The American electropop duo on their new debut album and touring with Bastille.
Giving up the security of a job in retail to pursue music takes a lot of stones. But for James Sunderland and Brett Hite, the leap of faith was cushioned by the fact that they were both leaving the same job at athletics apparel store Lululemon to start electropop band FRENSHIP.
Having started making music together in 2013, the duo broke out with their 2016 track “Capsize“, featuring Emily Warren. They’ve since joined British band Bastille on a North American tour, and released a stream of singles building up to their debut album Vacation, which dropped via Counter Records today.
Its 13 tracks are packed with delicate harmonies and shimmery synths, creating sounds that evoke emotions from melancholic nostalgia to hope and joy. Lyrically, it covers everything from doubt and insecurities within romantic relationships and their love-hate connection to their current home, LA.
We caught up with FRENSHIP to find out more about the inspirations behind Vacation, touring with Bastille and why they want to make you feel…
So you guys met working at Lululemon? When did you decide to start making music together?
[James] That we did. We used to sell a mean spandex pant. We were really friends first before we ever thought of working together. We eventually got tired of drinking Santa Monica dry so we tried our hand at making a song and it was good. It caught the ear of some of our industry friends and eventually lead to us signing a publishing deal.
Do you have similar musical influences?
[Brett] Not really. James tends to like bad music. I have exquisite taste.
Of course… How did you formulate your own sound and how would you describe it?
[James] We never really thought too hard about it. We always try to stick to what we like and try to be unique with our writing and our production. It’s a nostalgic sound and there’s a familiarity in it all. We pull from a ton of different genres and I’m sure whatever our parents played us in our younger days made its way into our music today.
Would you say the sound evolved on this new project Vacation? What’s influenced that?
[Brett] Definitely, there was some Darwinism at play during the making of this record. Our live show honestly had the greatest influence on these records as that’s come to be the core of who we are. We also somewhat had a chip on our shoulder I think to prove that there’s more to us than “Capsize”.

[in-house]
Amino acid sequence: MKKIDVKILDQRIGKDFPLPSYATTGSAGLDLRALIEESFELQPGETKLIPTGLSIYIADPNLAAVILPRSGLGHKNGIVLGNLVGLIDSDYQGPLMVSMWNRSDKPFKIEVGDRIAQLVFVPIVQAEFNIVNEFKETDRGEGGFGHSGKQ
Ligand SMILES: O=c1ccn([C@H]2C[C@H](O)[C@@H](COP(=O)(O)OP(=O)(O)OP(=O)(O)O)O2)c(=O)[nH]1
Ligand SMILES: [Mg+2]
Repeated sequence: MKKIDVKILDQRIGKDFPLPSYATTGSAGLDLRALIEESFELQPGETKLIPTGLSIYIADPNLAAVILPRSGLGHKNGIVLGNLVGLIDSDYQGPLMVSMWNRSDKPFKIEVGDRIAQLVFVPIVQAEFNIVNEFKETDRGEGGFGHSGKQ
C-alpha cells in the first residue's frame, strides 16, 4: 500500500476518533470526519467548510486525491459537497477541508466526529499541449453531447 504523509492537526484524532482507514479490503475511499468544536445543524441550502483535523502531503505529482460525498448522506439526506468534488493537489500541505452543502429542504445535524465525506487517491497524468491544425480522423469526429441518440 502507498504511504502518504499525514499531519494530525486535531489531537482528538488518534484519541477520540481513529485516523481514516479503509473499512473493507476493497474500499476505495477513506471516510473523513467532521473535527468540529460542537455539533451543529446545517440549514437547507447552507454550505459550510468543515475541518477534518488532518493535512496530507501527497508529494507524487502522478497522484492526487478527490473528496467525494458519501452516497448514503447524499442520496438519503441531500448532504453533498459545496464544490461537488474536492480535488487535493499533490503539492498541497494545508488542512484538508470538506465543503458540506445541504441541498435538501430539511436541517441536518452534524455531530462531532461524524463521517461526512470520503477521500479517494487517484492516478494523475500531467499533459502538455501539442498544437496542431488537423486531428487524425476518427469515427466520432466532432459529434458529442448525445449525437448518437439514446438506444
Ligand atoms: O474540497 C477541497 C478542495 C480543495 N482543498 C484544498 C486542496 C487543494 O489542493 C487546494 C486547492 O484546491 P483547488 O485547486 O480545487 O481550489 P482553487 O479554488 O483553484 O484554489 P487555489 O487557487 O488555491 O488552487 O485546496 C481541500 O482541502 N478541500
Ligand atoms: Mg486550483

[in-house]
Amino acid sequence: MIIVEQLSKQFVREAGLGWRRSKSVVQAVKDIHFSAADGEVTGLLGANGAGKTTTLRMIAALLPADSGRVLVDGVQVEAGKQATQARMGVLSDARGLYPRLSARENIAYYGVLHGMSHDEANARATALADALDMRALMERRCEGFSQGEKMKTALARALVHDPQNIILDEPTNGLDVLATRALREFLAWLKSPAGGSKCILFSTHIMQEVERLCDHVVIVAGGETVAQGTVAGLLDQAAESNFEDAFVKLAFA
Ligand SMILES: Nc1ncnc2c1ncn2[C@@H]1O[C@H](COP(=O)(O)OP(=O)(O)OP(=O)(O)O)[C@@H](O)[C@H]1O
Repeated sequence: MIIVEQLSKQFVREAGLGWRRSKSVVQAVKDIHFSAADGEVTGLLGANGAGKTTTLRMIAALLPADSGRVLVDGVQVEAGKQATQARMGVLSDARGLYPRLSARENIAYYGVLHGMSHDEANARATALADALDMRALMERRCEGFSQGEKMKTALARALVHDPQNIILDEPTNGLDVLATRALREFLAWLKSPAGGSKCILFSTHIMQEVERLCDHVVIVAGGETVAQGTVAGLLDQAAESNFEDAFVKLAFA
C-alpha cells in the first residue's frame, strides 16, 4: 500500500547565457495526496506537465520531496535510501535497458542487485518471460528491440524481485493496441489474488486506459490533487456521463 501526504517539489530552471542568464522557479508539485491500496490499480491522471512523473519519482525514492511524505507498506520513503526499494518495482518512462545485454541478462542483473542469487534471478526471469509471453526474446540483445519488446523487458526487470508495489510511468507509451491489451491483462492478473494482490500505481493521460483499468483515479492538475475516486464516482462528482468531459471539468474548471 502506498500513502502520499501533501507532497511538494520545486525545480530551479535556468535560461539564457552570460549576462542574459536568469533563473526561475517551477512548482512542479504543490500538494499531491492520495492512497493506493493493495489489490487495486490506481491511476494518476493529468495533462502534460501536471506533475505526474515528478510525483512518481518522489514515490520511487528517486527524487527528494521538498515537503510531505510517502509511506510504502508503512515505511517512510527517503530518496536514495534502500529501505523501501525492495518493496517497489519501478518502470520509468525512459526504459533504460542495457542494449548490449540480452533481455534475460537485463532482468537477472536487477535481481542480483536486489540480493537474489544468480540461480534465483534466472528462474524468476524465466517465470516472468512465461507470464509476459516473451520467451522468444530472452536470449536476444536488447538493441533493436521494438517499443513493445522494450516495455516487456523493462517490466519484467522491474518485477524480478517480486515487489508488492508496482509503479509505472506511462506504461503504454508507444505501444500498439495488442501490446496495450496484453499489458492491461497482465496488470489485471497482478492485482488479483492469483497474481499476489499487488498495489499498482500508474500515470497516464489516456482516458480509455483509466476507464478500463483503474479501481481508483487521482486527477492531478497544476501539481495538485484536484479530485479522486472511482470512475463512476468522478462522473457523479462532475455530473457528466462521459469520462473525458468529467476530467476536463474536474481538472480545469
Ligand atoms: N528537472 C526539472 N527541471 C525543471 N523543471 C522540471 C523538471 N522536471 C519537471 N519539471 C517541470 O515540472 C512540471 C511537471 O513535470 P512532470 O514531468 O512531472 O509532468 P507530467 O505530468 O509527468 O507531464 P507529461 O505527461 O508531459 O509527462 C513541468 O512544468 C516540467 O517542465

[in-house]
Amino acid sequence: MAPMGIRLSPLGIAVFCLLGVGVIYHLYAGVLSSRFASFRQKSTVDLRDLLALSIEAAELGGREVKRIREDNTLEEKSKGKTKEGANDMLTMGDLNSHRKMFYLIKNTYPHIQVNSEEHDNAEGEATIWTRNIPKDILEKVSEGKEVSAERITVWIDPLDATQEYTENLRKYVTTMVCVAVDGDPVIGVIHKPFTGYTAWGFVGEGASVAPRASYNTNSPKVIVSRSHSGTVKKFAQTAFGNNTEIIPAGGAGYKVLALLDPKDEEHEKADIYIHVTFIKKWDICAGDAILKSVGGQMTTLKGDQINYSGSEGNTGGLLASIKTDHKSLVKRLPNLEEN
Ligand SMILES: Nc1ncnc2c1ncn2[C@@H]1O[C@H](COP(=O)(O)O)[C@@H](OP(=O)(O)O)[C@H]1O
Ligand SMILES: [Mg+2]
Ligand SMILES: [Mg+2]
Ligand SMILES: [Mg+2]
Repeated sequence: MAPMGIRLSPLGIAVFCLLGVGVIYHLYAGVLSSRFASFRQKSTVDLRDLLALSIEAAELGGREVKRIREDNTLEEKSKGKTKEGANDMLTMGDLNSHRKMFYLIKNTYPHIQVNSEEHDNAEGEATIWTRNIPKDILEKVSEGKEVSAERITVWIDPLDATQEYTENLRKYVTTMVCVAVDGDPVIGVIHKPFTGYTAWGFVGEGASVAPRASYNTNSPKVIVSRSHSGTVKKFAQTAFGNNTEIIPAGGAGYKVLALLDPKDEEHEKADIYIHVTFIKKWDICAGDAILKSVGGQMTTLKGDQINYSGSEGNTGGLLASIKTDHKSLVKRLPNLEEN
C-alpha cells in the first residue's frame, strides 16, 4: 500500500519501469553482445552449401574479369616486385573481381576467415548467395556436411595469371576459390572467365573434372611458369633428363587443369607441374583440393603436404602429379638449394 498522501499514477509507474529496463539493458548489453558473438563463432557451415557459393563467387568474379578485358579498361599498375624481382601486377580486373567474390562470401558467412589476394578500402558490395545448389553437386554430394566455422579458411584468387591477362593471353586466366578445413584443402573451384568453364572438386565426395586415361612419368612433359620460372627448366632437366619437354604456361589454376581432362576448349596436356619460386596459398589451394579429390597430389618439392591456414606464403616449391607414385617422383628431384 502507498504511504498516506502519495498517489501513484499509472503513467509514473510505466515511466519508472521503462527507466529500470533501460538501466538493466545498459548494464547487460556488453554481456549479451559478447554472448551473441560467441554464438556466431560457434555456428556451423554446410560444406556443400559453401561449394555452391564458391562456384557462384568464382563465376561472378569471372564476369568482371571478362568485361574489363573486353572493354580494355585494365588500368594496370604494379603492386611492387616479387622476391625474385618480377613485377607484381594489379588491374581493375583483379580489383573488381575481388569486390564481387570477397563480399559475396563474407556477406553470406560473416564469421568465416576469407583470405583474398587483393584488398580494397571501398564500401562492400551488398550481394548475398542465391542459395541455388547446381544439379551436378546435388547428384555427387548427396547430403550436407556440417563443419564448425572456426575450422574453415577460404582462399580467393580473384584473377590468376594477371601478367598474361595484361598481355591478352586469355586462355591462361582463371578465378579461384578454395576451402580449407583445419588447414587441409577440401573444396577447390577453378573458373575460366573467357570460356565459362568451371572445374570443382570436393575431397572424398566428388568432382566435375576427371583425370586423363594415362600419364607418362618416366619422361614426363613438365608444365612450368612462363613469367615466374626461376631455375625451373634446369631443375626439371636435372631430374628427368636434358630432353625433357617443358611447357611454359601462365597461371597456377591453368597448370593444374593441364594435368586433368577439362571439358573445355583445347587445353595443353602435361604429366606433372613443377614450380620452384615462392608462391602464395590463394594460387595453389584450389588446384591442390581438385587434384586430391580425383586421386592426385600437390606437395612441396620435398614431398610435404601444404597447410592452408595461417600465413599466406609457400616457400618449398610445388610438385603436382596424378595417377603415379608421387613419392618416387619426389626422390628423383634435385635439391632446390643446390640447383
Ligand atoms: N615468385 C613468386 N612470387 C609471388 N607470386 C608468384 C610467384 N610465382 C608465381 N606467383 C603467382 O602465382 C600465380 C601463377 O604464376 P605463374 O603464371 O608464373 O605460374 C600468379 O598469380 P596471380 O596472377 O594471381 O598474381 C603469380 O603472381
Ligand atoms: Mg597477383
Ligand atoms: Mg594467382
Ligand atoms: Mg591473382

And you both live in LA now? How do you find the lifestyle and music scene there?
[James] We do. I’ve been here for about 10 years and Brett under 7 years. We’ve definitely put in our time here. Lifestyle wise it has a lot to offer—there are constantly things to do and people to be with but we can find it a bit claustrophobic at times. We’re from the mountains and miss that open space and fresh air. There’s a ton of great music here of course and plenty of great venues to go to, with the Greek Theatre and The Hollywood Bowl at the top of the list for me.
What themes do you explore in the album lyrically?
[Brett] The sense of longing is very present throughout. Be it longing for a person or a place or whatever, there’s a sense of heartache and hope that we try to include in most of our songs.
What was it like touring with Bastille? Do you have any highlights or funny stories from the tour?
[James] Just a dream. They’re all damn sweethearts and taught us a lot about performing and what it takes to bring a show to the next level. Too many stories but in short, they make us stay out late and partake in libations. Also, Brett tore his pants on stage and wasn’t wearing underwear.
And you’ve collaborated with them for “Won’t Let You Go” – can you tell us about what inspired this song?
[Brett] Dan (Bastille’s lead singer) always wants to hold us so we wrote a song about it. On a serious note, during a tour of theirs, we flew out and wrote with him in Raleigh, NC. I think being on the road all the time there’s a constant pull to hold onto the things that are near and dear to us all the while acknowledging our imperfections within our relationships.
What was the most difficult or emotional song to write on the record?
[James] For me, it was “Get Out My Way.” I was feeling really down about myself, my ability to make music and our career in general. I just felt I couldn’t write a good song anymore. My emotional state felt like it was deteriorating and I thought I was bringing down my fiancé. The song Is really telling her to get out my way before I screw up our relationship. It was a short period but a heavy one.
Where can we catch you perform live this year?
[Brett] We’re about to head out on the US leg of our Vacation tour, with plans for Europe and Australia I believe in the fall.
What are some of your goals as a band? Any artists you’d love to collaborate with?
[James] We want to play stadiums some day and take this as far as we can. We want to have a 20-30 [year] career–can’t wait for the reunion tour. There are so many artists we like, but to name a few: Coldplay, Miguel, Picasso, Bach – you know, the usuals.
What do you want the legacy of FRENSHIP to be?
[Brett] That we make music that has an impact on people and pulls them to the extremes of their emotions. That we can make you laugh, cry, dance and be still.